LEWISTON, Maine ― Some are calling him Narcan Jesus.
But Jesse Harvey, a 26-year-old recovery coach with long sideburns and a Che Guevara T-shirt just visible under his unzipped black raincoat, isn’t having it. “I’m not Jesus,” he said. He is, however, the founder and face of the provocatively named Church of Safe Injection.
What sets the Church of Safe Injection apart from faith-based addiction recovery programs is its insistence on science, a tenet Harvey, who went through the 12-step program a few years ago and is in recovery from addiction to alcohol, opioids and methamphetamine, holds closely. “It’s a miracle that I’m sober right now,” Harvey said. “My recovery was not at all evidence-based,” he added, referring to addiction treatment backed by scientific evidence. “In fact, a lot of it was evidence-hostile.”
Also setting it apart: It’s not actually a church. Or a religion. At least, not yet.
Far from a brick-and-mortar house of worship, Harvey has been running the “church” out of the back of his Honda Fit since October. One night a week, he parks his car by Lewiston’s Kennedy Park, where drug users often congregate, and, along with a group of volunteers, distributes clean needles and Narcan, a brand of the overdose-reversal antidote naloxone, to anyone who stops by. All the while, Harvey preaches that Jesus would have embraced and supported people who use drugs, not shunned them. His philosophy has proven to be an appealing refuge for some religious people, who say they are frustrated that traditional church congregations have turned their backs on the vulnerable in the midst of a drug overdose crisis.
Those people have taken up Harvey’s cause, establishing 18 branches of the church across eight states. Each must abide by the organization’s only three rules: Congregations are required to welcome people of all faiths, atheists included; to serve all marginalized people; and, most importantly, to support harm reduction, which involves keeping drug users safe and healthy, instead of focusing solely on getting them into addiction treatment.
Harvey has plans to incorporate the church as a nonprofit, and then to apply for a religious exemption to the Controlled Substances Act so that he can open a safe injection site, where drug users who aren’t ready for treatment would be able to inject in a clean, safe place, under supervision.
His timing couldn’t be more urgent. Drug overdose deaths set a record in 2017, killing more than 70,000 Americans and surpassing other deadly crises like HIV, car crashes and gun violence during their peak years. The majority of those deaths, nearly 49,000 of them, were linked to opioids. Harvey feels certain that the 418 overdose deaths that happened in Maine in 2017 could have been avoided.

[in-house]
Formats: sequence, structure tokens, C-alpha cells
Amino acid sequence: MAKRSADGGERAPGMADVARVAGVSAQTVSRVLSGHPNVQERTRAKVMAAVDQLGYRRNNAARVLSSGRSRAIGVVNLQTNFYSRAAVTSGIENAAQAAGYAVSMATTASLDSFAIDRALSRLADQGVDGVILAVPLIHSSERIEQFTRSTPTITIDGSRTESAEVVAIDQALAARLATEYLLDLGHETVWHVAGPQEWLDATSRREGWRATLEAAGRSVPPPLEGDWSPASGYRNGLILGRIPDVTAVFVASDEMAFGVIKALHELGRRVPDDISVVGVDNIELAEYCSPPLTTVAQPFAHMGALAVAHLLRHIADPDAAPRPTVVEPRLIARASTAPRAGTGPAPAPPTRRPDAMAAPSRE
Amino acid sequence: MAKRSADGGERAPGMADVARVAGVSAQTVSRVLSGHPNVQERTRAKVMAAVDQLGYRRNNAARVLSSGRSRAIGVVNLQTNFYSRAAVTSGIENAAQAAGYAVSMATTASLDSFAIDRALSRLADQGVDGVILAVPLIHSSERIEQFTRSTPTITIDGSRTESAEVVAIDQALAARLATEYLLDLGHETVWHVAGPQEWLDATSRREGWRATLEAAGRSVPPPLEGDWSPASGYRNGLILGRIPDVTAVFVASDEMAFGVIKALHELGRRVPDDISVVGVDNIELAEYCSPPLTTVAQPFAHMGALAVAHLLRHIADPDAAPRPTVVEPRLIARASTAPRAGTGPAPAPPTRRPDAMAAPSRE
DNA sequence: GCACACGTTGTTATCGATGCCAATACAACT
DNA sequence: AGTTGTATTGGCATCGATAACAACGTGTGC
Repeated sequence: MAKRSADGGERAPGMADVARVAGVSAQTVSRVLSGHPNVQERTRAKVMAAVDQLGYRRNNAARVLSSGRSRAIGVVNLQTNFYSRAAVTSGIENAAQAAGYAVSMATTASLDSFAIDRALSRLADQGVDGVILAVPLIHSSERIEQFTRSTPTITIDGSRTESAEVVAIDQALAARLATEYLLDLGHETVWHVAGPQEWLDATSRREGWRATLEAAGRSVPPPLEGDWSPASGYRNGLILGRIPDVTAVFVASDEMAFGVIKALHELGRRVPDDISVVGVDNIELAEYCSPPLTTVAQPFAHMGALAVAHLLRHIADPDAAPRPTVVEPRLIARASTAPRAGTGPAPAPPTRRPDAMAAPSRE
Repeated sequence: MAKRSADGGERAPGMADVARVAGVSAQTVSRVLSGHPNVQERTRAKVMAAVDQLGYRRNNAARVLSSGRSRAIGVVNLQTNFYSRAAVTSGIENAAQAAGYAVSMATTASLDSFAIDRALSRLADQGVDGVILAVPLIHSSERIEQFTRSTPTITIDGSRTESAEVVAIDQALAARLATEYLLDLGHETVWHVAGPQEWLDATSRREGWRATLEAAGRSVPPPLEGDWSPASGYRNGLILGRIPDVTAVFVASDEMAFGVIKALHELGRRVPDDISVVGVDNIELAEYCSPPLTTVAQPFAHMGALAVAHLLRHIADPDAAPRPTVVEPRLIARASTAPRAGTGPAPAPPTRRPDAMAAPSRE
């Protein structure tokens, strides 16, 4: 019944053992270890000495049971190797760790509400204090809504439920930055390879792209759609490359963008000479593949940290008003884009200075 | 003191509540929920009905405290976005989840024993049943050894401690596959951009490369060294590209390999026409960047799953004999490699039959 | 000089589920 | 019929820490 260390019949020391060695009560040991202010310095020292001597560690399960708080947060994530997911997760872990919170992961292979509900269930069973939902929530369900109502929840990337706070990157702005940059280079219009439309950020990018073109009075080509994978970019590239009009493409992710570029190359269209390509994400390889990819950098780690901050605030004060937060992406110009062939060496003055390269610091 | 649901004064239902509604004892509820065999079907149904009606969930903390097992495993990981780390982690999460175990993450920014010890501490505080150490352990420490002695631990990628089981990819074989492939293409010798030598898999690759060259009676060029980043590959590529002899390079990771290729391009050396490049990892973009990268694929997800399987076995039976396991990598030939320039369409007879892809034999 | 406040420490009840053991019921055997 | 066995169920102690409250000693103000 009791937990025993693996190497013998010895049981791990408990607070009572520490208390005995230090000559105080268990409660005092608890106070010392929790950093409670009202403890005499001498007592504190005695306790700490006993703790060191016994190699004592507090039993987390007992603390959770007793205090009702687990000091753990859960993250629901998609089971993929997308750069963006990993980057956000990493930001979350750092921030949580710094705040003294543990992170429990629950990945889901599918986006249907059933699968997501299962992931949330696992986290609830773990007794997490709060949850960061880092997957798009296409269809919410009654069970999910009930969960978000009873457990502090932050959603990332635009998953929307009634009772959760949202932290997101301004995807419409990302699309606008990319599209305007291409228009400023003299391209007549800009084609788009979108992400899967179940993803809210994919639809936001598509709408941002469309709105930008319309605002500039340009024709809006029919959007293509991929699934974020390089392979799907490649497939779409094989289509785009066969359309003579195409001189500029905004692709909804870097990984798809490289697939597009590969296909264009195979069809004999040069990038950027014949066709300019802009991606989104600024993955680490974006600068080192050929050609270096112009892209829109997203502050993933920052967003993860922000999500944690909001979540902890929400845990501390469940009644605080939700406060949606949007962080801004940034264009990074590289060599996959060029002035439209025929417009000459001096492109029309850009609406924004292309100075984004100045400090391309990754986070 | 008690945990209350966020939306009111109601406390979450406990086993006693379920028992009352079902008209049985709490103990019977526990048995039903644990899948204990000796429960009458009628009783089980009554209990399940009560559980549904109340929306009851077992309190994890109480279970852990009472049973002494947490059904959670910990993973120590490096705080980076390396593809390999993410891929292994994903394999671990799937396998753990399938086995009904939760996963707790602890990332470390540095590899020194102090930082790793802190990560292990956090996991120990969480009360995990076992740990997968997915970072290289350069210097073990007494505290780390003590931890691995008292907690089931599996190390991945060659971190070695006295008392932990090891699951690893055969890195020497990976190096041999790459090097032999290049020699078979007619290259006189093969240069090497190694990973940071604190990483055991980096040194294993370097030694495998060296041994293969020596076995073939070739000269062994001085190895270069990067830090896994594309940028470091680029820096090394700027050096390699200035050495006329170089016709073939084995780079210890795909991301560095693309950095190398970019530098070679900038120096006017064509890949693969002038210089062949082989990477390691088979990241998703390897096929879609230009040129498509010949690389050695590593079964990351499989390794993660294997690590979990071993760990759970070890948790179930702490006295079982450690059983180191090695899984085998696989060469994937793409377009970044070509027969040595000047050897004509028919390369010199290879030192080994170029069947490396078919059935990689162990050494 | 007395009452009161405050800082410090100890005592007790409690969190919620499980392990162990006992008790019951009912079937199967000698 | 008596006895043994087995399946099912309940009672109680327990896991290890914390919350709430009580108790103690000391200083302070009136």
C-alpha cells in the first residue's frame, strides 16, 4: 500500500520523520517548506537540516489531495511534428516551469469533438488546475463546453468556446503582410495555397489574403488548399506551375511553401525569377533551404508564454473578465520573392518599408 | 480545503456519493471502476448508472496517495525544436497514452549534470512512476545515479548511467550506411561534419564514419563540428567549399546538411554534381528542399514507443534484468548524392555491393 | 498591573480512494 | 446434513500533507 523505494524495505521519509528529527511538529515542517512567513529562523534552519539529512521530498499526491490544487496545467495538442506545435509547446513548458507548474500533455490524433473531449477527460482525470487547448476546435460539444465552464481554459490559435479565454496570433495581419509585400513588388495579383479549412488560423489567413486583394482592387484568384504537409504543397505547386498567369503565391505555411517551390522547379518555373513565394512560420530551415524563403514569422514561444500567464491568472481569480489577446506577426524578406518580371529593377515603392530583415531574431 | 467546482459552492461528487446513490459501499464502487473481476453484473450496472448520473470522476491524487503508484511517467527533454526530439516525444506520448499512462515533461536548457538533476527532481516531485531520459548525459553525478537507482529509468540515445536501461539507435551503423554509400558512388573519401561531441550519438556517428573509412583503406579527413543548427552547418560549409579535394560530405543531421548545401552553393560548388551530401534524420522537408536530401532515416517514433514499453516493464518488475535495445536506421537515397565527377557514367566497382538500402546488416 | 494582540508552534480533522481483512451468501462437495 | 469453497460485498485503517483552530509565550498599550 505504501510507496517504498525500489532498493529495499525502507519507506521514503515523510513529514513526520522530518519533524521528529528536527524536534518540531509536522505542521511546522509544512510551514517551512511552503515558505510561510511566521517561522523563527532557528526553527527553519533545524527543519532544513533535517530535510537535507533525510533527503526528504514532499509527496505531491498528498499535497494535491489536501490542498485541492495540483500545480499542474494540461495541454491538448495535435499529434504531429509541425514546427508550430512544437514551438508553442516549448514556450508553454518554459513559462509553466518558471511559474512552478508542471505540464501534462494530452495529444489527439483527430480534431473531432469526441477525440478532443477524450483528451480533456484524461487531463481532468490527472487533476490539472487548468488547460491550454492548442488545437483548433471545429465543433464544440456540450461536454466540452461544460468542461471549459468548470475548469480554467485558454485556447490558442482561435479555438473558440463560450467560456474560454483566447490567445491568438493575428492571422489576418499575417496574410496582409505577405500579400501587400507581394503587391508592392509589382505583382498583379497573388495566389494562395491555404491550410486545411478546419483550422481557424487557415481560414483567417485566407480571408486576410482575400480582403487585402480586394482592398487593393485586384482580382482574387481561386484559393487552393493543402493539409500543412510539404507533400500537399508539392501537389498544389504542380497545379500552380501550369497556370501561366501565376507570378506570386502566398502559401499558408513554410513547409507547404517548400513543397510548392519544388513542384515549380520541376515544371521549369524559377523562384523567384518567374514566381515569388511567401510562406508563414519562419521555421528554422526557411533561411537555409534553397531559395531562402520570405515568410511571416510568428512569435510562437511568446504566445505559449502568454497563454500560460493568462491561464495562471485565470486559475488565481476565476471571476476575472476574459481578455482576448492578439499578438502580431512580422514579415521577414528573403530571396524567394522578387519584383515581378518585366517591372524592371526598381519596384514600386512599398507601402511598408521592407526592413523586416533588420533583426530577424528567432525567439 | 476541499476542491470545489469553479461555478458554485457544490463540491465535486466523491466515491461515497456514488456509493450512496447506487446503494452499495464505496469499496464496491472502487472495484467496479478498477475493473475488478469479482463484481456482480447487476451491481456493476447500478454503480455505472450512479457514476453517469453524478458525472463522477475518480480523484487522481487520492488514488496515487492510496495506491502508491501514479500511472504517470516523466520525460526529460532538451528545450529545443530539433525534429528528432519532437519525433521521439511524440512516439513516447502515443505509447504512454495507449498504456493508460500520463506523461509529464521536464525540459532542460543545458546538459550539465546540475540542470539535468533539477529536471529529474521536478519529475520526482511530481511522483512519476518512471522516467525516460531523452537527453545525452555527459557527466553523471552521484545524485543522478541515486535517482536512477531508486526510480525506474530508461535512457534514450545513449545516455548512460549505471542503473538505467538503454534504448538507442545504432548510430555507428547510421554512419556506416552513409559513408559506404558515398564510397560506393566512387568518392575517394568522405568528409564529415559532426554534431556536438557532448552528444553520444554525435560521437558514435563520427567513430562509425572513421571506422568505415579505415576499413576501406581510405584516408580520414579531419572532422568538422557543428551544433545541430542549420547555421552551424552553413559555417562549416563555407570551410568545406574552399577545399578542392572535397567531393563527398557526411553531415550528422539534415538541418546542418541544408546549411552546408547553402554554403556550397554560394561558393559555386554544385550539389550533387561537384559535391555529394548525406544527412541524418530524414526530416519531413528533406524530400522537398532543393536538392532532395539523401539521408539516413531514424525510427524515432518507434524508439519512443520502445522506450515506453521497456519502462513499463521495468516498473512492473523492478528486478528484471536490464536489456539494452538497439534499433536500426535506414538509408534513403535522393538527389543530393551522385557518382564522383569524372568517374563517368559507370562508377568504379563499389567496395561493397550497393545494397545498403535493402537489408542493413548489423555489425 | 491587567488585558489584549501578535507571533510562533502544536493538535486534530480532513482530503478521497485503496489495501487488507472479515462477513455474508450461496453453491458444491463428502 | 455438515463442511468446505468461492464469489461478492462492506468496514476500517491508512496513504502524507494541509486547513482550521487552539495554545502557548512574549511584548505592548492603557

Those who resist instituting these methods of harm reduction argue that these strategies jeopardize public safety and enable more drug use. Research shows that’s not true.
“We have decades of solutions showing that those deaths can be prevented,” Harvey said. “Our religious belief is simply that people who use drugs don’t deserve to die.”
The science on needle exchanges is resoundingly clear. Numerous studies, backed by both the World Health Organization and the Centers for Disease Control and Prevention, indicate that these services reduce the transmission of bloodborne diseases like HIV and hepatitis C, cut down on the number of used needles in public spaces and connect people who use drugs to addiction treatment.
In October, Harvey explained his rationale for starting the church in an op-ed he wrote for the Portland Press Herald.
“All too often today, people who use drugs are offered only two choices,” he wrote.
“Get sober or die. Jesus would have rejected this shameful and lethal binary. He’d have been on the front lines providing the third option that Maine and the United States so desperately need: harm reduction. Naloxone, safe injection sites, sterile syringes, the works.”
But despite the evidence supporting them, needle exchanges remain controversial, especially in rural areas, where authorized exchanges are sparse. In parts of the southern and western United States, they’re still banned altogether. In Maine, there are only six certified needle exchanges, most of which are clustered in a handful of counties in the southern part of the state, leaving large swaths of drug users in northern Maine without reliable access to clean syringes. There is not one in Lewiston.
“We’re closing in on the end of the second decade of this crisis,” said Leo Beletsky, an associate professor of law and health science at Northeastern University. “The fact that we’re still having these discussions around syringe exchange, especially, is extremely frustrating.”
Even more controversial are supervised injection sites, which have yet to gain a foothold in the U.S., even in large, progressive cities. Despite research in Europe, Australia and Canada demonstrating their potential to save lives, they remain prohibited under federal law.
If the Church of Safe Injection seems like a ragtag operation with quixotic plans, the authorities aren’t taking it that way.
The response to Harvey’s efforts was swift.
By the end of November, the Maine CDC had sent letters with a stern reminder about the rules for mobile exchanges to the organizations that run the state’s certified exchanges. While Harvey wasn’t mentioned in the letter, Maine CDC spokeswoman Emily Spencer confirmed that “recent media coverage of Mr. Harvey’s endeavor” had prompted the letters.
At the same time, after weeks of turning a blind eye to the uncertified mobile exchange operating less than a block from the police station in Lewiston, the police department warned Harvey that he could be charged with a misdemeanor if he continued to give out free needles.
It’s illegal to possess more than 10 syringes at a time in Maine. If Harvey had followed that law, he would have only legally been able to serve one person per night, he said. Instead, he stocked his trunk with as many as a thousand needles.
“[Harvey] is familiar with the laws and crimes for which he could be charged if he possesses or distributes hypodermic apparatuses,” Lt. David St. Pierre of the Lewiston Police Department told HuffPost in a statement, noting that the department had been in touch with the Maine CDC.
By all outward appearances, Harvey has complied with the directive to stop distributing syringes out of his car, although he continues to distribute other supplies, including naloxone.
Harvey said he didn’t think the state CDC would approve his application to start a certified exchange because of his criminal record related to his own struggles with addiction, but said the church would exhaust its legal options before knowingly breaking the law. The state CDC does take criminal convictions into account when considering applications, though they’re not automatically disqualifying, according to Spencer, its spokeswoman.